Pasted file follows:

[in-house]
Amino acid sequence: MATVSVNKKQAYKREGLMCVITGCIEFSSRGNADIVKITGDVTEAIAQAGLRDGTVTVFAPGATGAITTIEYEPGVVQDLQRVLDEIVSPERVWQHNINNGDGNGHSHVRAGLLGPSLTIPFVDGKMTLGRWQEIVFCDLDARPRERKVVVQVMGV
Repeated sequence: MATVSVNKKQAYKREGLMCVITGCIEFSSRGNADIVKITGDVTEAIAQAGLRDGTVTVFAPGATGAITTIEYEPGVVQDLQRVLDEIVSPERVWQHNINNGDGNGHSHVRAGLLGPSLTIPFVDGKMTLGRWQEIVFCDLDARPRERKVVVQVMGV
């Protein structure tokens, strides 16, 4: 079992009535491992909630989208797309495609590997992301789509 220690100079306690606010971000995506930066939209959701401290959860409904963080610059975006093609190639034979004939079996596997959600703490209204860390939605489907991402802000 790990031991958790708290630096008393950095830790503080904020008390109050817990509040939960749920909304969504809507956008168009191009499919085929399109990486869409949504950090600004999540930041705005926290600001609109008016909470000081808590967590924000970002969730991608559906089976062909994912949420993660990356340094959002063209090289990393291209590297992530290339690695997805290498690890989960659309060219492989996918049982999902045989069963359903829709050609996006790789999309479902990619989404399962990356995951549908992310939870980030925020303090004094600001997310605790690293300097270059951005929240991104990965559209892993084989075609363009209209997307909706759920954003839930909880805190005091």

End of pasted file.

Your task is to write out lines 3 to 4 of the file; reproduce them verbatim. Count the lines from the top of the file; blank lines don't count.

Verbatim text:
Repeated sequence: MATVSVNKKQAYKREGLMCVITGCIEFSSRGNADIVKITGDVTEAIAQAGLRDGTVTVFAPGATGAITTIEYEPGVVQDLQRVLDEIVSPERVWQHNINNGDGNGHSHVRAGLLGPSLTIPFVDGKMTLGRWQEIVFCDLDARPRERKVVVQVMGV
């Protein structure tokens, strides 16, 4: 079992009535491992909630989208797309495609590997992301789509 220690100079306690606010971000995506930066939209959701401290959860409904963080610059975006093609190639034979004939079996596997959600703490209204860390939605489907991402802000 790990031991958790708290630096008393950095830790503080904020008390109050817990509040939960749920909304969504809507956008168009191009499919085929399109990486869409949504950090600004999540930041705005926290600001609109008016909470000081808590967590924000970002969730991608559906089976062909994912949420993660990356340094959002063209090289990393291209590297992530290339690695997805290498690890989960659309060219492989996918049982999902045989069963359903829709050609996006790789999309479902990619989404399962990356995951549908992310939870980030925020303090004094600001997310605790690293300097270059951005929240991104990965559209892993084989075609363009209209997307909706759920954003839930909880805190005091």